Allowing the sale or service of alcoholic beverages in the Township or in the villages was a hotly contested issue for 75 years.

With the town of Evanston — home of the Women’s Christian Temperance Union (WCTU) — at the forefront, residents felt temperance added to the tone and quality of life in the Township villages.

There was one outstanding exception: the village of Gross Point, which was incorporated in 1874 west of Wilmette. Along the eastern boundary of Gross Point — now called Ridge Road — a number of saloons thrived. The German farmers liked their lager.

A referendum in 1909 banned the sale of alcoholic beverages under a local option law. Gertrude M. Thurston, who later was elected New Trier Township Supervisor, was quoted as urging members of the Winnetka Woman’s Club to support the drys by "using our influence and our tongues in reminding our husbands to vote." She and the other ladies had no vote at that time.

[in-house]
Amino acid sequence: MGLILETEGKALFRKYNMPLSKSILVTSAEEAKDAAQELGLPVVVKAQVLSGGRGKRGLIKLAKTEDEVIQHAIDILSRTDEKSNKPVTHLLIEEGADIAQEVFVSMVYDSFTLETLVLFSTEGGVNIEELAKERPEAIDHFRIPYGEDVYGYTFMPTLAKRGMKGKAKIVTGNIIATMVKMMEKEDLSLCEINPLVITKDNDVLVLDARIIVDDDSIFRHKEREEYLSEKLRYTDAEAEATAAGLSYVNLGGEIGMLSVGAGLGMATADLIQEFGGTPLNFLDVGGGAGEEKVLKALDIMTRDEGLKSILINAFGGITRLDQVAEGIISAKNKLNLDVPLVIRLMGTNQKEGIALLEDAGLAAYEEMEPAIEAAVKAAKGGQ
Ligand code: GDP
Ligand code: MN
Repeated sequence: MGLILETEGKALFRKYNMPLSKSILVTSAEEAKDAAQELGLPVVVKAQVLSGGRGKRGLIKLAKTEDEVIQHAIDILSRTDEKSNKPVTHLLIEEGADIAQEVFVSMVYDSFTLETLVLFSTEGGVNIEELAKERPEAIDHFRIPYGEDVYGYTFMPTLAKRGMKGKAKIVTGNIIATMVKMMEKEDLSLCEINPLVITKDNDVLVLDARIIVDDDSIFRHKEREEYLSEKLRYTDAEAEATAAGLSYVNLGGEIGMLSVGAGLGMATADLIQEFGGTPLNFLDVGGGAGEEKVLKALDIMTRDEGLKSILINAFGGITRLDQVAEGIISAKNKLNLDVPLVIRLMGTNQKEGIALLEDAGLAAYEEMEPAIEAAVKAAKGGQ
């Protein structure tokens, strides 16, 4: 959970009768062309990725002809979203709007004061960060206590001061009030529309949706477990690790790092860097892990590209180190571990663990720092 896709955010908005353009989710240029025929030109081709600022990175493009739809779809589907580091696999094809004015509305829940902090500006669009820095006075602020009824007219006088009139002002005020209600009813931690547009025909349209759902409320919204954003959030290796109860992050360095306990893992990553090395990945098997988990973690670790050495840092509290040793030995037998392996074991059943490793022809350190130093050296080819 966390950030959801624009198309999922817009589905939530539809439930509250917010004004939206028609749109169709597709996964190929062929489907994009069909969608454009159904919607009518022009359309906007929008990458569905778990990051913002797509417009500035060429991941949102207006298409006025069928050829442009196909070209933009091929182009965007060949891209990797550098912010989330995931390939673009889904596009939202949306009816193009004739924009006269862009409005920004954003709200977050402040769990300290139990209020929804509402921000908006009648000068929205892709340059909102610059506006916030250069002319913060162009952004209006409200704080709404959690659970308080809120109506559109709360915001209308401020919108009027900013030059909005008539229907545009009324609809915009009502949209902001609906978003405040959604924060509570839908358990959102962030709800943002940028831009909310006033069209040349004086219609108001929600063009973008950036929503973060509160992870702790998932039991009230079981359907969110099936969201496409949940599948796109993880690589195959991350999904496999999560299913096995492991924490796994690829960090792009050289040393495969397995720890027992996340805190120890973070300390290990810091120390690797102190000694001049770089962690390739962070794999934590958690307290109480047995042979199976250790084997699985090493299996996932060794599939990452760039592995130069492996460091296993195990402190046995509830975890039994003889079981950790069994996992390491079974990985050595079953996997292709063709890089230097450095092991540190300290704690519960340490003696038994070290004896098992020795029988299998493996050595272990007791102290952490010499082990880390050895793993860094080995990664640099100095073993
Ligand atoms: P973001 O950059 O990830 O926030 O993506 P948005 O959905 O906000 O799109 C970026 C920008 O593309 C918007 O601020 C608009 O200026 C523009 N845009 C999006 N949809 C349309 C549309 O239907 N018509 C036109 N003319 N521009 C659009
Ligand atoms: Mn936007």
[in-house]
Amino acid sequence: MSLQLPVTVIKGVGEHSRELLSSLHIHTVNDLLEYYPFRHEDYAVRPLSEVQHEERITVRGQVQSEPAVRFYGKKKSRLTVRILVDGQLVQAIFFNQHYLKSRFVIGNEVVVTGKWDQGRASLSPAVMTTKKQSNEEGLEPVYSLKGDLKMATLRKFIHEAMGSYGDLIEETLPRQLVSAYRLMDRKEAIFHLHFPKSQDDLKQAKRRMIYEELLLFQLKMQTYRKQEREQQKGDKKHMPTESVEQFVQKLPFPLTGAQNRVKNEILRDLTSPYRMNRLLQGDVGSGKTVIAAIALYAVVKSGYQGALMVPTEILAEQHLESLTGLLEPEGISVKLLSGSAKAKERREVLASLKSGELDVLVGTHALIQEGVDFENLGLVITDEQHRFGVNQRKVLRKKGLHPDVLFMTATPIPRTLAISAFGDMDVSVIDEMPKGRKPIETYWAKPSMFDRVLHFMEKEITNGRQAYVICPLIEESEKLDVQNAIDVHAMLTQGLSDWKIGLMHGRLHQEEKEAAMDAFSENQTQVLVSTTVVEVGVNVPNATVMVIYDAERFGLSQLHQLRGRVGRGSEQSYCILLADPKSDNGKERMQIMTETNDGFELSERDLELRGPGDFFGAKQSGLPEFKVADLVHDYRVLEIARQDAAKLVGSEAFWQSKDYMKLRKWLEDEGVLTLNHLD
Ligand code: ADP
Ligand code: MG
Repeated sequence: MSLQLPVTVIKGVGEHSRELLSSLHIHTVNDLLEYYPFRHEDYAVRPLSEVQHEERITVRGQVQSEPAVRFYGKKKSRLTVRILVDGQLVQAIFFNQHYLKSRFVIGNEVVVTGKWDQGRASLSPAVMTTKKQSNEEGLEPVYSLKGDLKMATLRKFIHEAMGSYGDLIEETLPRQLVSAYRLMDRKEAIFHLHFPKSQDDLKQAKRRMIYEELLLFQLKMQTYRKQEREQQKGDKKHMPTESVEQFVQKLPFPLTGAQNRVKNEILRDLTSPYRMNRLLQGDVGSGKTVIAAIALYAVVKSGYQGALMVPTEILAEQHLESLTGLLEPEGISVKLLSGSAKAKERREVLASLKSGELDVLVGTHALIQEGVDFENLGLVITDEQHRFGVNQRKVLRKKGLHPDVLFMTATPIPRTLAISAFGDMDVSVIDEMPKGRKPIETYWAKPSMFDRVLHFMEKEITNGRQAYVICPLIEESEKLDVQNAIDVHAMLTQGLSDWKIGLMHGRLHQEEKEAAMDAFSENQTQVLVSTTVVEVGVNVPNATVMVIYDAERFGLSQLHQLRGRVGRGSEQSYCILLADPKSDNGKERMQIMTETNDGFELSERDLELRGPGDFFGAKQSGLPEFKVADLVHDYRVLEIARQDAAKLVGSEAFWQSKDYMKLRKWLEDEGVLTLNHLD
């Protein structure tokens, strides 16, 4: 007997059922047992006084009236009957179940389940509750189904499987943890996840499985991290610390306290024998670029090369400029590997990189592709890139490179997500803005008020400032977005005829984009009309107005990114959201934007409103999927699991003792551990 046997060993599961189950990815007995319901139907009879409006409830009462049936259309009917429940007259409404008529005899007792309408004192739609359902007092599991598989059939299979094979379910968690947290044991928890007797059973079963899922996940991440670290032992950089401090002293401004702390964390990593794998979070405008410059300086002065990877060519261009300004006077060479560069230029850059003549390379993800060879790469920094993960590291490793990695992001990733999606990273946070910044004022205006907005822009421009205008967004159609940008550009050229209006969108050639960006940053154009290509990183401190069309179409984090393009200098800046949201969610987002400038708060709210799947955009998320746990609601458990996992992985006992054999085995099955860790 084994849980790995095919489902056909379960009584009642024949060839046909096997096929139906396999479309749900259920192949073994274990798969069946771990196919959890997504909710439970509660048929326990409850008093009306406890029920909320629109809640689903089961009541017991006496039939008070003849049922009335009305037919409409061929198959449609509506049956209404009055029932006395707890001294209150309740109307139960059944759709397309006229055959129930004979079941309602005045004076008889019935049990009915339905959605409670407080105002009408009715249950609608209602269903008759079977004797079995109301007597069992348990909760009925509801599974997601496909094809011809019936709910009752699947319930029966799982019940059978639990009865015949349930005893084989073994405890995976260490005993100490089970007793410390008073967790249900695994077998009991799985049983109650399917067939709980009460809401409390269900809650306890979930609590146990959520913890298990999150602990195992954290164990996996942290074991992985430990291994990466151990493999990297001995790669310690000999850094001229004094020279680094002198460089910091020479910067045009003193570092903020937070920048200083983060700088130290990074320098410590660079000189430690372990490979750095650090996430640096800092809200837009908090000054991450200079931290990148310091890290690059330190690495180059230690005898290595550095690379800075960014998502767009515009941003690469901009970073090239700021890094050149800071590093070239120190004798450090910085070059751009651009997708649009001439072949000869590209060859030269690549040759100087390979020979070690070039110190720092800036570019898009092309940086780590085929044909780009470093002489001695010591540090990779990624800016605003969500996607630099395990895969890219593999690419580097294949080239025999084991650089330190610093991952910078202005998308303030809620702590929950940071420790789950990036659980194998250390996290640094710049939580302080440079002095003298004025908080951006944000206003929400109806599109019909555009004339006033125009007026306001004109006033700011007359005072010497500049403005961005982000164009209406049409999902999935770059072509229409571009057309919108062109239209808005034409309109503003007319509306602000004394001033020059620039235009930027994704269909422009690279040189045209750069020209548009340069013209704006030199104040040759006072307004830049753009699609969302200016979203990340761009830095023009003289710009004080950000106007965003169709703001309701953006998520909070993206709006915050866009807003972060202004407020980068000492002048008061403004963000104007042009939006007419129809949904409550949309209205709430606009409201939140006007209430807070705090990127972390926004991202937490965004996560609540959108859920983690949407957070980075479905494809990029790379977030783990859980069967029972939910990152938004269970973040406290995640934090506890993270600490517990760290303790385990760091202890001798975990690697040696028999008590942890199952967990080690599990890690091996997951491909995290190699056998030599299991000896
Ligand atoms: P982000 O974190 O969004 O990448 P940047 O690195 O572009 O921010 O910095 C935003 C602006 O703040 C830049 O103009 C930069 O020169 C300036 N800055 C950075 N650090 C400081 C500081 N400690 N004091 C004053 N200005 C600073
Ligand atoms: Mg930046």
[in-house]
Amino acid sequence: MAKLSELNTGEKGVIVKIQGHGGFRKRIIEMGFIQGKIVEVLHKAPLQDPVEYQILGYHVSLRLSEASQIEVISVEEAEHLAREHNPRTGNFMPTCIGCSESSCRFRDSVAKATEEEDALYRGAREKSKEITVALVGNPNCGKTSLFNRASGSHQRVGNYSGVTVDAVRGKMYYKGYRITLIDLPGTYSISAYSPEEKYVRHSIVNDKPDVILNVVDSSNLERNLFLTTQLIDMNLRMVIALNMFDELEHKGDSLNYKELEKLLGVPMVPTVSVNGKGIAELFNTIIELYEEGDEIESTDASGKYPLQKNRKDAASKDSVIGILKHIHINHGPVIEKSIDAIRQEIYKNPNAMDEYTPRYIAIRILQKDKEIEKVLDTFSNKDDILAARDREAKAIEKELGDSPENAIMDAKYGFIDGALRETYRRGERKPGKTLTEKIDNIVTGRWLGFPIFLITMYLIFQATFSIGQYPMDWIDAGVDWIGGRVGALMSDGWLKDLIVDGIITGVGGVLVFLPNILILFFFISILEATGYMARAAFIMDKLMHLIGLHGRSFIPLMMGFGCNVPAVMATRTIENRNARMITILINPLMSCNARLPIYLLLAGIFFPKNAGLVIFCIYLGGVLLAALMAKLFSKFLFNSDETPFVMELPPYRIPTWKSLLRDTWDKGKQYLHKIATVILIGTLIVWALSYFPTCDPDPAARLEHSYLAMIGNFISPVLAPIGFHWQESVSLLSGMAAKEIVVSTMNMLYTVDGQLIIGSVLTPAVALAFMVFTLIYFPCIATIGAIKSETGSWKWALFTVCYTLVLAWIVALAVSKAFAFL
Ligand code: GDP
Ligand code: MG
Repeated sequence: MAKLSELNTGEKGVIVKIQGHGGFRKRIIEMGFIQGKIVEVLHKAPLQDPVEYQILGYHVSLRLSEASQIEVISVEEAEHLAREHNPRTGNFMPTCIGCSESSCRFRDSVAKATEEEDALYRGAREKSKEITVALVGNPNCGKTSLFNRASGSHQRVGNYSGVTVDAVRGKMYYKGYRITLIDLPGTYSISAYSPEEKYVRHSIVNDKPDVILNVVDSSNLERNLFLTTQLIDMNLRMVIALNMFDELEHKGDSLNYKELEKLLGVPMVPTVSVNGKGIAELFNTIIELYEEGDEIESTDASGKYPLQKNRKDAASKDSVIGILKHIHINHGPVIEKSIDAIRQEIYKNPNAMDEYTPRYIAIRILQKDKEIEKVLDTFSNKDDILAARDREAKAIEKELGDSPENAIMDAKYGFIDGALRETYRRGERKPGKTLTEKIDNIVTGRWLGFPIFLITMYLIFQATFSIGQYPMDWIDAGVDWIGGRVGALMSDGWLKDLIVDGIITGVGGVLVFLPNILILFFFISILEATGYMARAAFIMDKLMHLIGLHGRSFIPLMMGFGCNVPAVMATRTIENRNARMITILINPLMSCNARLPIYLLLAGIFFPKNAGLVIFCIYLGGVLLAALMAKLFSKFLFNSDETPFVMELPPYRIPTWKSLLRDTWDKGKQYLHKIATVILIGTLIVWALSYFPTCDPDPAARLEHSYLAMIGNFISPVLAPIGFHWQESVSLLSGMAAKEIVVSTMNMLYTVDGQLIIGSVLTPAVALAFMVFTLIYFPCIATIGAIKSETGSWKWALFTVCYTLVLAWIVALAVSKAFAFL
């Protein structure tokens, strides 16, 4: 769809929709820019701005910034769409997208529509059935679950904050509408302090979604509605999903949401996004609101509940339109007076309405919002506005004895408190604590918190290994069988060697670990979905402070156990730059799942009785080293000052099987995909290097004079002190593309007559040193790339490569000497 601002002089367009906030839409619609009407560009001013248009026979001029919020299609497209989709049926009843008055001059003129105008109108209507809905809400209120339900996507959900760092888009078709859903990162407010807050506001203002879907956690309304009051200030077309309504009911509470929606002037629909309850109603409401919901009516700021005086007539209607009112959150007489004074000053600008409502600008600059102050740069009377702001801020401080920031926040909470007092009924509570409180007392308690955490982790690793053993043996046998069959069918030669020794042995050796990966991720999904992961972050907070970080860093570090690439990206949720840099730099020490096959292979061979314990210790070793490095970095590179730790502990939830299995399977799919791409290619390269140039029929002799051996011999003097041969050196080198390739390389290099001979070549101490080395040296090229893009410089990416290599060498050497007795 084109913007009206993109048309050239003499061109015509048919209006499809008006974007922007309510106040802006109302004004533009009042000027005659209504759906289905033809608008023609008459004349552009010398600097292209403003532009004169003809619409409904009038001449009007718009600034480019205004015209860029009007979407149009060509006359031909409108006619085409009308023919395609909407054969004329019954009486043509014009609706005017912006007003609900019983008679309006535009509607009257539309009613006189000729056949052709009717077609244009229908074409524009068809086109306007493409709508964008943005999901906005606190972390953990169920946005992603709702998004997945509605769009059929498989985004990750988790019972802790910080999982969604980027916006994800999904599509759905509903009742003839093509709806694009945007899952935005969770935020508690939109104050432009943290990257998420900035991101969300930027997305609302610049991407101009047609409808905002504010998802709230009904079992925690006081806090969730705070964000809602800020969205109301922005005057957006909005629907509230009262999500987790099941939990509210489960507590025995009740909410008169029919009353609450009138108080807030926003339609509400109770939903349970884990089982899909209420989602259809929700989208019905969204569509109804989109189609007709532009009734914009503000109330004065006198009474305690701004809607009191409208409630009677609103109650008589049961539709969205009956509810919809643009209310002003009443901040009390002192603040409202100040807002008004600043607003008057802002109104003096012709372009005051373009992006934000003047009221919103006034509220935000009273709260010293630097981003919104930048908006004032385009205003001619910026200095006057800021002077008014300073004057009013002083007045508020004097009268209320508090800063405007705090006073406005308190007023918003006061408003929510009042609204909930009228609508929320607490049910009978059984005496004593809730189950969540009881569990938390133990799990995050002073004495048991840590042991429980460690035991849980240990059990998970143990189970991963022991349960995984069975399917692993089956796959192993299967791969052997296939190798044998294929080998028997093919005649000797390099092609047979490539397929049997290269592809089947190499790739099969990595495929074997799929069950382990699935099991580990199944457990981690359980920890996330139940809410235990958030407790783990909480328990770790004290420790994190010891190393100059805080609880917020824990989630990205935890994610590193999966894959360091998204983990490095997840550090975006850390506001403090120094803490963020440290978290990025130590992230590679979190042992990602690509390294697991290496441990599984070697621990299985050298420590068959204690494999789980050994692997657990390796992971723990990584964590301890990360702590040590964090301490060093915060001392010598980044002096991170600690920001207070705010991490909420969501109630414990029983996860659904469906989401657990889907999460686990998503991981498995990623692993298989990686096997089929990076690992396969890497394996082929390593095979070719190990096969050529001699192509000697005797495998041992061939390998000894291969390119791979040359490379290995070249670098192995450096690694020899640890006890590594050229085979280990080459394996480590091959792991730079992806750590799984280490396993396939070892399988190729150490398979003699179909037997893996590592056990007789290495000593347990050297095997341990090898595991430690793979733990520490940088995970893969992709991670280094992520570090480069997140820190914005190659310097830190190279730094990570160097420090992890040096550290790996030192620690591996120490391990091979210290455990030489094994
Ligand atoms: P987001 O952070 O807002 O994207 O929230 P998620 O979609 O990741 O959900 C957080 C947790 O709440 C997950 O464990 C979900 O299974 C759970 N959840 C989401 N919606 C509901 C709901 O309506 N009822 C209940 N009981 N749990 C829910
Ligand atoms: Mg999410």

With large debts accumulated for a sewer project and with ten years of no money coming in from liquor licenses, the Village of Gross Point went bankrupt in 1919, and was annexed to Wilmette in 1924.

In a few more years the issue was more or less settled. In the 1970s, a new hotel in Evanston was the reason that town finally allowed the sale of alcoholic beverages in restaurants that served food. The village allowed only one package store, which is still operating today. In 1974, Wilmette passed an ordinance that allowed beer and wine to be sold in grocery stores. The voters approved by 5,778 to 3,223 the sale of liquor in restaurants when patrons purchased food. Package stores were approved by a 4 to 2 vote of the village board. The other Township villages passed similar ordinances in the 1980s.

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